Turning to our text without further preface, we shall note in it the special objects of great grace. "He shall deliver the needy when he crieth; the poor also, and him that hath no helper;" then, the special blessings which are allotted to them. Here it is said that he shall deliver them, but all through the psalms there are scattered promises full of instruction and consolation all meant for them. And, lastly, the special season which God has appointed for the dispensing of these favors. "He shall
Charles Haddon Spurgeon—Spurgeon's Sermons Volume 18: 1872

David's Dying Prayer
In one sense this prayer is still unnecessary, for in a certain sense the whole earth is filled with God's glory. "All thy works praise thee, O God," is as true now as it was in paradise. The stars still sing their Maker's praise; no sin hath stopped their voice, no discord hath made a jarring note among the harmonies of the spheres. The earth itself still praiseth its Maker, the exhalations, as they arise with morn, are still a pure offfering, acceptable to their Maker. The lowing of the cattle,
Charles Haddon Spurgeon—Spurgeon's Sermons Volume 3: 1857

Jesus --"All Blessing and all Blest"
THERE are many famous names in human history; but many of them are connected with deeds which have brought no blessing upon mankind. To bless, and to be blessed, is the noblest sort of fame; and yet how few have thought it worth the seeking! Full many a name in the roll of fame has been written there with a finger dipped in blood. It would seem as if men loved those most who have killed the most of them. They call those greatest who have been the greatest cutthroats. They make their greatest illuminations
Charles Haddon Spurgeon—Spurgeon's Sermons Volume 37: 1891

Abandonment a Pledge of Predestination.
The state of abandonment contains in itself pure faith, hope, and charity. The state of abandonment is a certain mixture of faith, hope, and charity in one single act, which unites the soul to God and to His action. United, these three virtues together form but one in a single act, the raising of the heart to God, and abandonment to His action. But how can this divine mingling, this spiritual oneness be explained? How can a name be found to convey an idea of its nature, and to make the unity of this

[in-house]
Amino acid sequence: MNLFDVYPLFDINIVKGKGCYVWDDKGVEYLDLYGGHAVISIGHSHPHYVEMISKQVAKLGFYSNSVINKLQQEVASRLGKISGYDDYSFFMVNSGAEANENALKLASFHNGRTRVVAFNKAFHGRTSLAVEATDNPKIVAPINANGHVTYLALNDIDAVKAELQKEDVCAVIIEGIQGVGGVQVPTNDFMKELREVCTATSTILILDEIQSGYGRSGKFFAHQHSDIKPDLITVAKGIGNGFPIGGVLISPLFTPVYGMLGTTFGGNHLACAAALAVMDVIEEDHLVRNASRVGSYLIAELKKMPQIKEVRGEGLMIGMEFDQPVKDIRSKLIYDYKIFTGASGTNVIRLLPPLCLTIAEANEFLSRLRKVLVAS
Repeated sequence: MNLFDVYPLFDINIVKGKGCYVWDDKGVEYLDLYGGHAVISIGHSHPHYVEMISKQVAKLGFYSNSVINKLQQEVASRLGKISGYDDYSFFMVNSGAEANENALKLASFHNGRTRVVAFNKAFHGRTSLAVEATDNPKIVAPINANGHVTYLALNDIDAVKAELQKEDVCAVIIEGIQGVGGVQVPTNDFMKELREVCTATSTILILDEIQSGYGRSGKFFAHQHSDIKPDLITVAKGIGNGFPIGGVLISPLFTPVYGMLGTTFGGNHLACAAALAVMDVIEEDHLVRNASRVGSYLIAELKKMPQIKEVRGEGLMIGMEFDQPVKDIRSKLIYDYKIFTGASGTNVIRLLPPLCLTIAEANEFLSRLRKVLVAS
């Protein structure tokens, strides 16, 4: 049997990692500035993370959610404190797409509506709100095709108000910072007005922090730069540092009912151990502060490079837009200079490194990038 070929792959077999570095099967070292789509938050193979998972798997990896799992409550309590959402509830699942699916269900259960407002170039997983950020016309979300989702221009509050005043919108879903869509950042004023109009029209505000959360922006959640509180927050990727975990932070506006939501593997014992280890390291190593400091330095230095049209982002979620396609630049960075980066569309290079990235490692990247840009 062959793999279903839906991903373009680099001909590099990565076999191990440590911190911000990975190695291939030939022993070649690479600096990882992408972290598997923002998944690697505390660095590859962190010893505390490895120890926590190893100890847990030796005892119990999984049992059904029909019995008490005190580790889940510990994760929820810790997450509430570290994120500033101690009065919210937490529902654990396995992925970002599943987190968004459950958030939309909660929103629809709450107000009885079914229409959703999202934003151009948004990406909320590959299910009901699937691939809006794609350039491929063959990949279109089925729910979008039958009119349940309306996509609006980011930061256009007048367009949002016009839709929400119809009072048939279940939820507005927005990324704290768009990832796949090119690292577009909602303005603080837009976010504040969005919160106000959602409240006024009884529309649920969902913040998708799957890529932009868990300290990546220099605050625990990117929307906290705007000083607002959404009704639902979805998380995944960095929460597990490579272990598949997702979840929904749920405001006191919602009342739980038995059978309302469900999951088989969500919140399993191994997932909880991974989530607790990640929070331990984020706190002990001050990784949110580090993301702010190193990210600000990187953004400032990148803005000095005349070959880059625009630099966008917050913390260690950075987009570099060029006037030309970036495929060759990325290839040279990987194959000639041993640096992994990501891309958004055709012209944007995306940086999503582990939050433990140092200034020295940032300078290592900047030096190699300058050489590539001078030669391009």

Jean-Pierre de Caussade—Abandonment to Divine Providence

The Song of Solomon.
An important link in the chain of the Messianic hopes is formed by the Song of Solomon. It is intimately associated with Ps. lxxii., which was written by Solomon, and represents the Messiah as the Prince of Peace, imperfectly prefigured by Solomon as His type. As in this Psalm, so also in the Song of Solomon, the coming of the Messiah forms the subject throughout, and He is introduced there under the name of Solomon, the Peaceful One. His coming shall be preceded by severe afflictions, represented
Ernst Wilhelm Hengstenberg—Christology of the Old Testament

Prayer and Missions
"One day, about this time, I heard an unusual bleating amongst my few remaining goats, as if they were being killed or tortured. I rushed to the goat-house and found myself instantly surrounded by a band of armed men. The snare had caught me, their weapons were raised, and I expected the next moment to die. But God moved me to talk to them firmly and kindly; I warned them of their sin and its punishment; I showed them that only my love and pity led me to remain there seeking their good, and that
Edward M. Bounds—The Essentials of Prayer

Translators' Preface.
THE work, of which an English version is presented in this volume, appeared originally in 1837. It has already passed through four editions, from the last of which [2] this translation has been made. It is well known that Dr. NEANDER has been engaged for many years in writing a "General History of the Christian Religion and Church," and that he has published separately an account of the "Planting and Training of the Early Christian Church by the Apostles." He would doubtless have felt himself constrained,
Augustus Neander—The Life of Jesus Christ in Its Historical Connexion

All Nations Shall Serve Him. --Ps. Lxxii. 11
All nations shall serve Him.--Ps. lxxii. 11. Fall down ye nations, and adore Jehovah on His mercy-seat, Like prostrate seas on every shore, That cast their billows at your feet. Let hallelujahs to the skies, With ocean's everlasting sound, (The voice of many waters) rise, Day without night, as time goes round. Come from the east,--with gifts, ye kings, Gold, frankincense, and myrrh; Where'er the morning spreads her wings, Let man to God his vows prefer. Come from the west,--the bond, the free,